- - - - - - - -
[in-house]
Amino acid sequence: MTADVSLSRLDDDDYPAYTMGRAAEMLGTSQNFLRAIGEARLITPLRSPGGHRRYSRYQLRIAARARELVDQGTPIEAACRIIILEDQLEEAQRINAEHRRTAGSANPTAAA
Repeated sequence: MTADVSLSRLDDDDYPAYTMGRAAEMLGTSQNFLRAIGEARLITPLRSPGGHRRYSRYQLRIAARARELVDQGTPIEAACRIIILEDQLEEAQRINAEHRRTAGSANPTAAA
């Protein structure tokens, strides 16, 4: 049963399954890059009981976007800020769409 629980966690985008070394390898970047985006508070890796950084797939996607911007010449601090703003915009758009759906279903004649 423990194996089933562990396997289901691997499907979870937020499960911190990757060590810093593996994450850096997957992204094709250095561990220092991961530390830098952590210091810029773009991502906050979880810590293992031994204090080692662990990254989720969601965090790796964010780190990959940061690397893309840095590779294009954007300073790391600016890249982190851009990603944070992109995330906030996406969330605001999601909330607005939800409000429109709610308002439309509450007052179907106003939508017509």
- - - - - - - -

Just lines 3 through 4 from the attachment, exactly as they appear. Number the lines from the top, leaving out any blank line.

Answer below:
Repeated sequence: MTADVSLSRLDDDDYPAYTMGRAAEMLGTSQNFLRAIGEARLITPLRSPGGHRRYSRYQLRIAARARELVDQGTPIEAACRIIILEDQLEEAQRINAEHRRTAGSANPTAAA
């Protein structure tokens, strides 16, 4: 049963399954890059009981976007800020769409 629980966690985008070394390898970047985006508070890796950084797939996607911007010449601090703003915009758009759906279903004649 423990194996089933562990396997289901691997499907979870937020499960911190990757060590810093593996994450850096997957992204094709250095561990220092991961530390830098952590210091810029773009991502906050979880810590293992031994204090080692662990990254989720969601965090790796964010780190990959940061690397893309840095590779294009954007300073790391600016890249982190851009990603944070992109995330906030996406969330605001999601909330607005939800409000429109709610308002439309509450007052179907106003939508017509």